It needs to be said that a manual lever and a spring lever share little in common aside from that they both involve a lever. You really need to first figure out what the experience is that you are looking for from the machine. I've owned, used, and loved both. I primarily drink light roasts and had no issues using a Londinium R for several years. I've no specific attachment to the company, but do think it's a very reliable and solid choice, but also think that there are several good spring lever options out there today including the nurri and acs leva. If you have the space and the budget you can expect rock solid consistency shot after shot. They're a pleasure to use.

If you want to be more in the driver's seat a manual lever is a fun and completely different experience. I am less impressed with most of the options that are out there, though. I've owned a Cremina, la Pavoni, Robot, and Strietman. The La Pavoni lasted a month before I got fed up with all the design issues. The Cremina lasted a few months longer than that. The Robot is fine for medium to dark roasts but never produced great espresso with light roasts, at least with as involved of a preheating routine as I was willing to work with. The Strietman has seen 4+ years of use on my counter. If you don't need steaming and it's within your budget it's a very good choice. Aesthetically beautiful. Maintenance is dead simple. Heats up in minutes. Wide range of shot volumes, not restricted to ristrettos and can easily pull lungos. There is some temp surfing, but it is a narrow window and is very predictable after some use. Due to the saturated group design you can be very precise with shot temps. It uses the caravel piston design which minimizes air above the puck / spongey pull feeling. No portafilter sneeze after finishing the pull. The price is certainly a thing, but if it's in your budget it's one of those costs you completely forget about once it's on your counter and you're making espresso with it.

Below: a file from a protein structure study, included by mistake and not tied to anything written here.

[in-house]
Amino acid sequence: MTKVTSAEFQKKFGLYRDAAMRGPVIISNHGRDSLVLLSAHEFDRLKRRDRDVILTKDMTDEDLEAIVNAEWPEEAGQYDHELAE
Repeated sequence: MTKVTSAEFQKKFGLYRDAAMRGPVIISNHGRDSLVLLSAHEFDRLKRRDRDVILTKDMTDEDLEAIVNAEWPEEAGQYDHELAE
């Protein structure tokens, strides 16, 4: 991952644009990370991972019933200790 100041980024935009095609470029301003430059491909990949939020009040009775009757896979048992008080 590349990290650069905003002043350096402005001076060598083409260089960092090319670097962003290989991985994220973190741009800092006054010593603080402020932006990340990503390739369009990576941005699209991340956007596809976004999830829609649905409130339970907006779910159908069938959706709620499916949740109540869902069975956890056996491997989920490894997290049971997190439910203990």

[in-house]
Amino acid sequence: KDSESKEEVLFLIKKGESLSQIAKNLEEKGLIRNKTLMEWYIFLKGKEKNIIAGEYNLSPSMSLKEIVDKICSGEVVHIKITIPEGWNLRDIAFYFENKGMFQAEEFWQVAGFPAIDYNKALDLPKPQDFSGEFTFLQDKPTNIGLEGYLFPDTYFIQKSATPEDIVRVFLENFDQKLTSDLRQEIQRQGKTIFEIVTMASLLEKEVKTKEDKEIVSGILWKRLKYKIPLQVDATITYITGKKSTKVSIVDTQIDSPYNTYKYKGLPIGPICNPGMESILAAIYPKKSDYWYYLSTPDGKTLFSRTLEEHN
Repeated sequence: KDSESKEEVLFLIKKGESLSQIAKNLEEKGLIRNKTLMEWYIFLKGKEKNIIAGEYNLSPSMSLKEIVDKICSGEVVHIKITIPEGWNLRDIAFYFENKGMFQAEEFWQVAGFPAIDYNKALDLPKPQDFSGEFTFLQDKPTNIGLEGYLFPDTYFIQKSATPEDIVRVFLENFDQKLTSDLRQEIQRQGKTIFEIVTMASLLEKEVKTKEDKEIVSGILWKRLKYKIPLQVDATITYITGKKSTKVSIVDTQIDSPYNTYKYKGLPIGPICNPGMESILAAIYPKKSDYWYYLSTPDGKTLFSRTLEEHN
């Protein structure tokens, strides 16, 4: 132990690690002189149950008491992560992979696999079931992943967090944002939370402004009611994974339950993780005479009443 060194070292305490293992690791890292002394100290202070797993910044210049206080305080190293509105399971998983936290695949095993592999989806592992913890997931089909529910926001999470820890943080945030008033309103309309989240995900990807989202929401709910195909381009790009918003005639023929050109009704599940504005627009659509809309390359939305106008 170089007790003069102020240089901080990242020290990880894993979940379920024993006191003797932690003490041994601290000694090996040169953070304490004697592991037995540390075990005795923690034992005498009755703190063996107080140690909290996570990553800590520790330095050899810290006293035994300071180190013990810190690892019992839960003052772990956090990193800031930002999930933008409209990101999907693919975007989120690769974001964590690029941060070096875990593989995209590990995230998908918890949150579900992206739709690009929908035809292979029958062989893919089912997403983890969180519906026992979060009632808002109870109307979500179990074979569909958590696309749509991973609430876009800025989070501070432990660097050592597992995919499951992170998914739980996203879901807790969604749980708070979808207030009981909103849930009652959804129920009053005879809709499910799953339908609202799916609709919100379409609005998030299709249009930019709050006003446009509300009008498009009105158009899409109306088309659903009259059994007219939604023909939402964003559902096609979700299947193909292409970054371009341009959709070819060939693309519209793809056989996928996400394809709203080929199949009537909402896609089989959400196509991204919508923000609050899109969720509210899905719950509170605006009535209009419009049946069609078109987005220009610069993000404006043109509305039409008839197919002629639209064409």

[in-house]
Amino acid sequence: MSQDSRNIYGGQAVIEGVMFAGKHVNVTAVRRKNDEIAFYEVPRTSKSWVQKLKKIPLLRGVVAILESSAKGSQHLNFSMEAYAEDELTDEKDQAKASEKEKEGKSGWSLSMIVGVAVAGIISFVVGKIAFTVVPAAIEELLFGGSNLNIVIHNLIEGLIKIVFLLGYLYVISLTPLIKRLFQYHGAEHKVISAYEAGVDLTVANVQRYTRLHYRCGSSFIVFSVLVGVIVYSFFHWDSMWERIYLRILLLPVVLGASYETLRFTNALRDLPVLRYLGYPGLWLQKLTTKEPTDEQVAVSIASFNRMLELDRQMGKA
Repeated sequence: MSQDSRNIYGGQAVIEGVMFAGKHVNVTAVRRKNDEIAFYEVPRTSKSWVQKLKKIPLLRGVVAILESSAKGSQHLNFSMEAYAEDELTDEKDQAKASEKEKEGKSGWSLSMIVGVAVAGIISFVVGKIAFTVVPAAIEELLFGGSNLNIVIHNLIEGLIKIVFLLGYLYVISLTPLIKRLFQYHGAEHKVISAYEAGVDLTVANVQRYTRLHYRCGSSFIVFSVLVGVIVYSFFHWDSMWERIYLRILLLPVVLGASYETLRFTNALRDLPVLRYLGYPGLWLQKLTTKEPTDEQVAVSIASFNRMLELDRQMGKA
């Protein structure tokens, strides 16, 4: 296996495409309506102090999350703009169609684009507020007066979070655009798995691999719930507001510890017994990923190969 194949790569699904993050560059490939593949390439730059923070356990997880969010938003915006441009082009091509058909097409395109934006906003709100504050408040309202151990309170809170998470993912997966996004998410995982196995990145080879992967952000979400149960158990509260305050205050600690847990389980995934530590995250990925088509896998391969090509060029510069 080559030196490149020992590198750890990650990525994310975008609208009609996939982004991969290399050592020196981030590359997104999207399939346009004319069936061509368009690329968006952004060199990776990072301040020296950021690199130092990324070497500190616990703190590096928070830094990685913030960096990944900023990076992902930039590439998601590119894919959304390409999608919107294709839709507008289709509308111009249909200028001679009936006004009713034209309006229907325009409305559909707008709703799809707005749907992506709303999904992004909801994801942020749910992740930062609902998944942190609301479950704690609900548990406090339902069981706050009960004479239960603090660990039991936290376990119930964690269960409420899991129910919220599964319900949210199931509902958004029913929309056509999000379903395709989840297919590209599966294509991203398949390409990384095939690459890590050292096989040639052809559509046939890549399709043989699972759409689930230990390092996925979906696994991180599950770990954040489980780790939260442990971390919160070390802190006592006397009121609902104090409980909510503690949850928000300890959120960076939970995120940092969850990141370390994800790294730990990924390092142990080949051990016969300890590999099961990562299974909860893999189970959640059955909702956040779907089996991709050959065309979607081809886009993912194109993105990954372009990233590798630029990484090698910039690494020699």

The Argos is a very compelling closed boiler machine on paper. I'm looking forward to seeing how it pans out once it starts shipping.


#50: Post by mathof »

RyanP wrote:The La Pavoni lasted a month before I got fed up with all the design issues. The Cremina lasted a few months longer than that.
I was wondering why you got fed up with the Cremina. Did it too have design issues?